President Geingob expressed confidence that Zimbabwean would overcome its challenges just as Cuba had conquered the economic blockade.

On challenges facing former liberation movements, he said governing parties that were former liberation movements were democratic and inclusive and that’s why they have continued being elected in power.

He said no one could dictate to former liberation movements how they should govern when they are constantly subjected to democratic election processes.

He said any attempts to try to corner liberation movement leaders would be met by equal force, especially when the Press is turning out to be the opposition.

President Geingob reiterated that “no Namibian should be left out” insisting that abject poverty should have been eradicated by 2025.

He said his government was creating a conducive environment so that those with the ability must prosper. He said the economic strategies to uplift the livelihoods of Namibians are contained in the Haraambe Prosperity Plan.

The President said the poverty level has been reduced from 70 percent at independence in 1990 to about 18 percent and is set to go down to about 8 percent.

President Geingob paid tribute to the people of Zimbabwe for supporting his country during the country’s liberation struggle and said no outsiders would push Namibians to turn their backs on their fellow comrades.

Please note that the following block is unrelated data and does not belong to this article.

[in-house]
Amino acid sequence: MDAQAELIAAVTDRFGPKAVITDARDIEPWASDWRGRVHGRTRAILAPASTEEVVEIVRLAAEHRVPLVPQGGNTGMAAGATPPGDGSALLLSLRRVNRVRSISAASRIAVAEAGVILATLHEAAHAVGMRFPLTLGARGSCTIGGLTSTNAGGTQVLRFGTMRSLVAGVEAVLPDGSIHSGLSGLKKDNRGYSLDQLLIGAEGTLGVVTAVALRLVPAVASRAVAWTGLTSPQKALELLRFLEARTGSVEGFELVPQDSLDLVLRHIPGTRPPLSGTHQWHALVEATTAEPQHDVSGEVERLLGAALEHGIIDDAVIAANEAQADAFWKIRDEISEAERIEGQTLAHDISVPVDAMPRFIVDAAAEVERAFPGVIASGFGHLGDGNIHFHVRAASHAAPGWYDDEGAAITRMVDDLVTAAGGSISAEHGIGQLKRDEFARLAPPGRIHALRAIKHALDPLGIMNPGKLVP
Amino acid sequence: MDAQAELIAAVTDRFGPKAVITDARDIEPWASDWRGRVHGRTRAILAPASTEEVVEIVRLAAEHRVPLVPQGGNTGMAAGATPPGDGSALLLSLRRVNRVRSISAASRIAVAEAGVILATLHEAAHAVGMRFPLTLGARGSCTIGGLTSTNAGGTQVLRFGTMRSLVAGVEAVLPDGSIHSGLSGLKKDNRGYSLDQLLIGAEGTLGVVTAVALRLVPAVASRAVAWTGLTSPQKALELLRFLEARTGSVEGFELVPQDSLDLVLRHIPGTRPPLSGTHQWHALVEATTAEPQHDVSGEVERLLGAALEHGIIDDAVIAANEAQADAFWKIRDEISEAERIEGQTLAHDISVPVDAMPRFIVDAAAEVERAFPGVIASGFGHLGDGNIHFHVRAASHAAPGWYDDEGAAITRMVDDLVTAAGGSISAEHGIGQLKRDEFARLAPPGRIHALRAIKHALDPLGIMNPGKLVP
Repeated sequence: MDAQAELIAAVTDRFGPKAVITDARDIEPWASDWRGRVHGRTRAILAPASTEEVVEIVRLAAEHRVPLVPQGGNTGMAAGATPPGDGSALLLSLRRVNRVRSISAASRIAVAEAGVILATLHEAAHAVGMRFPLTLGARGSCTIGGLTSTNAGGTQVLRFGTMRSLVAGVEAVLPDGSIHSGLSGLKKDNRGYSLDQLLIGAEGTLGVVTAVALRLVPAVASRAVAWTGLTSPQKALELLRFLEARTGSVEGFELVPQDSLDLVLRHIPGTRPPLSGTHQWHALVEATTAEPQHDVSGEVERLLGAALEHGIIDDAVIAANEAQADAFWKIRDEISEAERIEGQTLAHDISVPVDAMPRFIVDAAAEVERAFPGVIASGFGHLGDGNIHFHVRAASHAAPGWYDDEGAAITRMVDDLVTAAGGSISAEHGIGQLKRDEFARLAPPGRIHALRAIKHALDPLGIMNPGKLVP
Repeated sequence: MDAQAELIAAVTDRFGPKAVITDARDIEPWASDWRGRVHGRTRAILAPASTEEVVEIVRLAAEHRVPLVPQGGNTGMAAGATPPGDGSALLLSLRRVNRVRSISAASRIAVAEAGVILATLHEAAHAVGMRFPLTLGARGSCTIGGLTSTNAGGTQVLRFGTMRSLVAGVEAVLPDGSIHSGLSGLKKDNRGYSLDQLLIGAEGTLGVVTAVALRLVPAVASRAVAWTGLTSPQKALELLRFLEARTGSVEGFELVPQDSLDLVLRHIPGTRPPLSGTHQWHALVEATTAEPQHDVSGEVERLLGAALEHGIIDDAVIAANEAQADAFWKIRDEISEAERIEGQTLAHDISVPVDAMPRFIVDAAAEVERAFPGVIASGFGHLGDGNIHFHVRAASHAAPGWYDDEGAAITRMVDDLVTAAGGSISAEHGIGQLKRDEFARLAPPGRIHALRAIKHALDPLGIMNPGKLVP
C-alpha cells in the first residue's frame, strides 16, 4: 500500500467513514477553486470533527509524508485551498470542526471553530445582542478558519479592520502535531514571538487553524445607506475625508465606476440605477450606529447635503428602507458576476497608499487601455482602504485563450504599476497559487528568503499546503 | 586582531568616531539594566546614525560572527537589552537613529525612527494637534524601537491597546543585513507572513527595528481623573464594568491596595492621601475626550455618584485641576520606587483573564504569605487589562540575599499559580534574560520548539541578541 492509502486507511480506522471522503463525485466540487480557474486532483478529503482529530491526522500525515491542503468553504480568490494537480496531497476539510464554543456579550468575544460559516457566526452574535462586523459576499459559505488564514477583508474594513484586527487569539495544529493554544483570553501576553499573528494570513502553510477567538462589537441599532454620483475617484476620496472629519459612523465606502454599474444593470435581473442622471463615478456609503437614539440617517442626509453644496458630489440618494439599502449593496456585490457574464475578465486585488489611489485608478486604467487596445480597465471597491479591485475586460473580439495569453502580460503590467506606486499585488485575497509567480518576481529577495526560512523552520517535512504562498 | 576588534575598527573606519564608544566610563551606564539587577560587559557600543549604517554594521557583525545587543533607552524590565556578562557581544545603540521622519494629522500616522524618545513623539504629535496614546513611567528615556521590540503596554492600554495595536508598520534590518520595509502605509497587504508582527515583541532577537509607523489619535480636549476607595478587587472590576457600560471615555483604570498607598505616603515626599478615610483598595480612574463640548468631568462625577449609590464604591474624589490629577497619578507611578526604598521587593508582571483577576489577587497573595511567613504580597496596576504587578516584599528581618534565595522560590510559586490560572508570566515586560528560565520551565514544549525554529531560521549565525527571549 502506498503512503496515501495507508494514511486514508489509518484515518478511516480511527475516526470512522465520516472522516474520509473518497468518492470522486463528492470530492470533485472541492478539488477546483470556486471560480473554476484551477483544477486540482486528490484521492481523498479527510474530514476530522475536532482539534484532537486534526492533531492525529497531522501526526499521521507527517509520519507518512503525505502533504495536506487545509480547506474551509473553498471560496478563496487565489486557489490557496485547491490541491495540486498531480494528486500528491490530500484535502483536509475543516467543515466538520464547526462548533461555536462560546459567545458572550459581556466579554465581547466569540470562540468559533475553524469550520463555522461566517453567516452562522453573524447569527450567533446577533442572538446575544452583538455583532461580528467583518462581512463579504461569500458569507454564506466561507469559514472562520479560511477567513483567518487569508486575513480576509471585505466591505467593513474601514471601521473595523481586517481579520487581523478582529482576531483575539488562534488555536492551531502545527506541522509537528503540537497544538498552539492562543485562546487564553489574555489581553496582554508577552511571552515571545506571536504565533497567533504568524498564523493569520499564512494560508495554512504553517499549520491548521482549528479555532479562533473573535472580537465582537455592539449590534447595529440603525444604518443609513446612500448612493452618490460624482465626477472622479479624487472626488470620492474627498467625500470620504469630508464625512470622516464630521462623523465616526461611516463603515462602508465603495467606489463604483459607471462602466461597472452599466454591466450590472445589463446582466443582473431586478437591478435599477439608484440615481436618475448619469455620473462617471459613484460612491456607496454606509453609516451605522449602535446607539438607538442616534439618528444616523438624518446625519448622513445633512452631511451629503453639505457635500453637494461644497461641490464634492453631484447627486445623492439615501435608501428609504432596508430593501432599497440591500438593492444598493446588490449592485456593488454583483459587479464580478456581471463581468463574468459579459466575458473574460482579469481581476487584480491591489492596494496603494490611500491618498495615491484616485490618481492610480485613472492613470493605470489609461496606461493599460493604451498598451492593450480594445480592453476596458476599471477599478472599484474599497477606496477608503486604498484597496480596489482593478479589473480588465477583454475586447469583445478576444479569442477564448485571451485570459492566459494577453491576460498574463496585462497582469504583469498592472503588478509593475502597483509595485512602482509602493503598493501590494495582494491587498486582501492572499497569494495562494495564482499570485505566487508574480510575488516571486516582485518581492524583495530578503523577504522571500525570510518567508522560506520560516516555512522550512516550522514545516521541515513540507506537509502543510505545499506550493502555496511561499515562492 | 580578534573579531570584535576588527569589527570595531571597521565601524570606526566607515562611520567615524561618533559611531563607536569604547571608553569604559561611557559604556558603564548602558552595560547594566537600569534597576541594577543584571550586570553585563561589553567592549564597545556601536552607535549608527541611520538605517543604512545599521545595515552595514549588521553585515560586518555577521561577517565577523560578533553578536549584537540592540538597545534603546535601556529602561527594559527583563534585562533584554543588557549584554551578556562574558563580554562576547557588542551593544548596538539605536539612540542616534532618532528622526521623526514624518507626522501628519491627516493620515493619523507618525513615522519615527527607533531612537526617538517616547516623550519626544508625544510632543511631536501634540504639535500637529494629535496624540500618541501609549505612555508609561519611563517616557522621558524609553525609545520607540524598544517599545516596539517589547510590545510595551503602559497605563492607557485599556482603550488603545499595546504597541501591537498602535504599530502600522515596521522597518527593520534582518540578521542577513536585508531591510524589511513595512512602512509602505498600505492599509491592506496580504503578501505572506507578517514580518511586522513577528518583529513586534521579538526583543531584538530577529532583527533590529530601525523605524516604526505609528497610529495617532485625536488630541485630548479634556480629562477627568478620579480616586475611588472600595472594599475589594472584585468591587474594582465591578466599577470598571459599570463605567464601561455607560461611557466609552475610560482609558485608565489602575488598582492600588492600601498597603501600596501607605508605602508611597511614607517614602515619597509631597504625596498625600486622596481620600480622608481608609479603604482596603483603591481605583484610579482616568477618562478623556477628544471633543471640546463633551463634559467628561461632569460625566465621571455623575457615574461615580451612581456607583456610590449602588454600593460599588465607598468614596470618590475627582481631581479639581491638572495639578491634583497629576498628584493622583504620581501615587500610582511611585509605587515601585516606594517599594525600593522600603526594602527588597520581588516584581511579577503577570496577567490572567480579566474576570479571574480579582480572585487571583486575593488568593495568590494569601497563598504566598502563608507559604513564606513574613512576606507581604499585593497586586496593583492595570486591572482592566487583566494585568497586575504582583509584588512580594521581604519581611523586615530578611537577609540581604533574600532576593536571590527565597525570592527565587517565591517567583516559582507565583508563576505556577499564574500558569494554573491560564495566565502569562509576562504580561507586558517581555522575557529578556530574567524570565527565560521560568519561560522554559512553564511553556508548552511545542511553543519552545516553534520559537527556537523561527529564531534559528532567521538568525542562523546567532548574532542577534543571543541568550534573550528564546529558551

Meanwhile, President Geingob lived to his image as a true pan-Africanist by calling for the scrapping of inhibitive visas to promote and enhance intra-regional trade.

Officially opening the 58th edition of the Zimbabwe International Trade Fair in Bulawayo last Friday, Geingob bemoaned low trade among SADC countries. “We must embrace regional economic development, breaking down barriers within SADC and Africa. We need to break barriers to the movement of goods in Africa. In Namibia, we have scrapped visas for all Africans holding official diplomatic passports.

“Ordinary visitors get their visas on arrival at the airport. Eventually, it will be abolished,” said President Geingob.

He paid tribute to President Mugabe for underlining the need for regional integration, value addition and beneficiation as a critical African industrialisation policy to reduce unemployment and uplift the standards of living of people in the region.